In "Jerusalem: A Cookbook," Yotam Ottolenghi and Sami Tamimi write: "Consider this: there are Greek Orthodox monks in this city; Russian Orthodox priests; Hasidic Jews originating from Poland; non-Orthodox Jews from Tunisia, from Libya, from France, or from Britain; there are Sephardic Jews that have been here for generations; there are Palestinian Muslims from the West Bank..." and so on. And yet, for a city of such complex culture, the cooking is remarkably uncomplicated and unassuming.
For Ottolenghi, who grew up in the Jewish west side of the city, and Tamimi, who was raised in the Muslim east side, and who now have restaurants around London, "Jerusalem" follows their bestselling first book, "Ottolenghi." This is their food of Jerusalem, what they like to cook, the dishes that remained with them after moving away -- coarse chopped salads, stuffed peppers, meatballs with favas, and fenugreek cake. You don't know if you're cooking from the east or west, Muslim or Jewish -- rather, it's the food of the city, and you can love all of Jerusalem.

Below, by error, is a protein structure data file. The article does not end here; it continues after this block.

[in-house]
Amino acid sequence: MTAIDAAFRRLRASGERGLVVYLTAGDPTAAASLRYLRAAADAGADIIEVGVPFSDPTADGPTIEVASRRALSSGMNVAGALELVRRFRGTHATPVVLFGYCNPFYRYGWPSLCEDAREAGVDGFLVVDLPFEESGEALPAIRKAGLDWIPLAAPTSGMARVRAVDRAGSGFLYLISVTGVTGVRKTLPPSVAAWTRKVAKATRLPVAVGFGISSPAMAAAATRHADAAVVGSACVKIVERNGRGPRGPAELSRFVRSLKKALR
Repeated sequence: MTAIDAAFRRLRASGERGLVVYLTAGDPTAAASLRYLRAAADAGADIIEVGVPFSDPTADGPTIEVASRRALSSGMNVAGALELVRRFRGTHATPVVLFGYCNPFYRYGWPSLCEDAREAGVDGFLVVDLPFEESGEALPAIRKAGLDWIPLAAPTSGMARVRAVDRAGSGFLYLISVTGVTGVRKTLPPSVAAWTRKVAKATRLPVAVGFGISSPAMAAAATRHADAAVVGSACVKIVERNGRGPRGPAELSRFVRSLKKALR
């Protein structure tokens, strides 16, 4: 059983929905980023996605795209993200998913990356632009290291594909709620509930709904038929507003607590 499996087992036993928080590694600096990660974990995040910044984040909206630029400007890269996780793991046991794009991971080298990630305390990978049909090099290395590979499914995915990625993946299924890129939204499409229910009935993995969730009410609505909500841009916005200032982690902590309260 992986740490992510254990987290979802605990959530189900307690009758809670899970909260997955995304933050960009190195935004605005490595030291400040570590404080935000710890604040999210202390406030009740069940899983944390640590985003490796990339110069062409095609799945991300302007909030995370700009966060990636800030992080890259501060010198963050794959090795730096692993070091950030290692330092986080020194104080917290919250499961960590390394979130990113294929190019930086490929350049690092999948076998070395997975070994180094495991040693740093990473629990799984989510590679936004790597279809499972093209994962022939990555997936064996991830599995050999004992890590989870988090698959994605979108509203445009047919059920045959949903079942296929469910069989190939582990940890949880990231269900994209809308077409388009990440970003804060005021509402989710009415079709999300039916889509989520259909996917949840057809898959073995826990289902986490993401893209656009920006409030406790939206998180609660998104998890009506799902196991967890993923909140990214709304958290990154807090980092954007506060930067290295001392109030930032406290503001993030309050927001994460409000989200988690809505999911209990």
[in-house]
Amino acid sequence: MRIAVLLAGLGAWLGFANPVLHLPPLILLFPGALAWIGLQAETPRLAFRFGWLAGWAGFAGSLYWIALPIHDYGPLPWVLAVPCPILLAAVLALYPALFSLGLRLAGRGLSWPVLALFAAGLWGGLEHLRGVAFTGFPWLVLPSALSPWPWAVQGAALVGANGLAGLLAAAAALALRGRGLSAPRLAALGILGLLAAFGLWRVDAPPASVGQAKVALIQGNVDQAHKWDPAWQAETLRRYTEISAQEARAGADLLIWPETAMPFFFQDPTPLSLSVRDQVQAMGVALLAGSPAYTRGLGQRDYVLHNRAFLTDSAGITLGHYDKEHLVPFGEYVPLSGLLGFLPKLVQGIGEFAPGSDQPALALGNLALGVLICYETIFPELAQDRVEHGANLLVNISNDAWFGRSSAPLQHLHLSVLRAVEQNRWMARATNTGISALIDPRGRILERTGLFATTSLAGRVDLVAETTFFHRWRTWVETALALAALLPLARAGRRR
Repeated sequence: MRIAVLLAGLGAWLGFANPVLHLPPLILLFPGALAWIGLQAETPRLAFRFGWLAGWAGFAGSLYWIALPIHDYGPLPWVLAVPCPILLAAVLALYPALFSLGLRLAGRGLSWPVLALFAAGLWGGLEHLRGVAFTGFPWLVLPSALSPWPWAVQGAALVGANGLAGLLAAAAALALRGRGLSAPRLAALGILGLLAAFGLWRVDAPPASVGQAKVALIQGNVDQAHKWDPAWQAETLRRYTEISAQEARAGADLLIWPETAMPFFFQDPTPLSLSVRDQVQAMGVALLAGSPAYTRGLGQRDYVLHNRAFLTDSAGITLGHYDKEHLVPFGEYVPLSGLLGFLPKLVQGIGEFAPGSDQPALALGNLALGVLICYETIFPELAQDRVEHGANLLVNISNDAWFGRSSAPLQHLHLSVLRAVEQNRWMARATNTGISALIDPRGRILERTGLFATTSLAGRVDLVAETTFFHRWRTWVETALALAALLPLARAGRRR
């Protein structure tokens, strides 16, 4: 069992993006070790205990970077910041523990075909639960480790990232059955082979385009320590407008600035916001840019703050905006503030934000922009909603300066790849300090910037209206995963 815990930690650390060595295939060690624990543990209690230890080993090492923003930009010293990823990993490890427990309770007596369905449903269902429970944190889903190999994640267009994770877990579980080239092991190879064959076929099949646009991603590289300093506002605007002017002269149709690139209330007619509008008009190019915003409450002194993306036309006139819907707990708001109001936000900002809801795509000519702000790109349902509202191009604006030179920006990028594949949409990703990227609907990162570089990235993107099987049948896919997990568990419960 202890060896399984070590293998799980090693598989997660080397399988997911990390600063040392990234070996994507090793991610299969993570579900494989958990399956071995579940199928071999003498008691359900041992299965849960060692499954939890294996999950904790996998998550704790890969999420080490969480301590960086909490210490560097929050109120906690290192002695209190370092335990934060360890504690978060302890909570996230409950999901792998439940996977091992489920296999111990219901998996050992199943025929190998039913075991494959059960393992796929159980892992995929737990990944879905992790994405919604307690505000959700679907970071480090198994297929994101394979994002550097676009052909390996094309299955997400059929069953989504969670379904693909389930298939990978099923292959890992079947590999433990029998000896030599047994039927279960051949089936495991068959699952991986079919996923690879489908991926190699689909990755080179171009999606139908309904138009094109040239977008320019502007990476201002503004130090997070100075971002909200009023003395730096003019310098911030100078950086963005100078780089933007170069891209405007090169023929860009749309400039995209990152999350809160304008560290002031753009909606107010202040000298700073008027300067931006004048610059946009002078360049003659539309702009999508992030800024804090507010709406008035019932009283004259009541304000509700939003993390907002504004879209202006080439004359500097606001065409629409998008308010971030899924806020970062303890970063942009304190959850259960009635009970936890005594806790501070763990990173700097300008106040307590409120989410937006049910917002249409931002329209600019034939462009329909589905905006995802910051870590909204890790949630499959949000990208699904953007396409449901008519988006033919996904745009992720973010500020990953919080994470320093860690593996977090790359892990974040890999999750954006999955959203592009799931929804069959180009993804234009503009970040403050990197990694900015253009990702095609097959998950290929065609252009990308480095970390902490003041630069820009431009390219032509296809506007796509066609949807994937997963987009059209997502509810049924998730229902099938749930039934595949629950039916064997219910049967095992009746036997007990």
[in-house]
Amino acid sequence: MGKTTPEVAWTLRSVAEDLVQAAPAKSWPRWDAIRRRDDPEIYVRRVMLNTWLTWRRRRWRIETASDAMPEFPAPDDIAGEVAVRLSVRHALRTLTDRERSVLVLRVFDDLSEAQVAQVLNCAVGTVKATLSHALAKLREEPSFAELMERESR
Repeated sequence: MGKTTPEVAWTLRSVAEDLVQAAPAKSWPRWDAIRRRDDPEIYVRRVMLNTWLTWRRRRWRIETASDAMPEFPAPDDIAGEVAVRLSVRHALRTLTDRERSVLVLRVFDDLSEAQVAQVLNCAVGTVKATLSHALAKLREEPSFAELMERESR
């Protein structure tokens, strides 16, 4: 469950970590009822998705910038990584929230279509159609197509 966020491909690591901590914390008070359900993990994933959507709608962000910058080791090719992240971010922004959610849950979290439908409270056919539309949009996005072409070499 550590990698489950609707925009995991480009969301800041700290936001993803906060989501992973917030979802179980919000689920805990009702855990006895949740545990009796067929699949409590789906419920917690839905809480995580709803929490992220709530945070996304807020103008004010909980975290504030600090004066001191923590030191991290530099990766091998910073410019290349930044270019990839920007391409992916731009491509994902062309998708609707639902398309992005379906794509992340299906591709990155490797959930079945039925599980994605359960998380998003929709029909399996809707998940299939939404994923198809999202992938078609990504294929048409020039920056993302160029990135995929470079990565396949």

Don't bother dog-earing pages, or you'll destroy the book. Better to just slowly work your way through it. I began with this warm and mellow yogurt soup. Scallions and herbs are tempered by the yogurt, the ingredient that moderates and unites so much of the cooking of this city.
First you cook the barley and onions and then use its cooking broth to heat and thicken a base of yogurt and eggs. It's a bit unnerving, like cooking custard is, as you daringly heat the mixture and will it not to curdle. But then it all comes together, somewhere between porridge and soup, each spoonful threaded with herbs.
Adapted from "Jerusalem: A Cookbook" by Yotam Ottolenghi and Sami Tamimi
Photos by Linda Xiao
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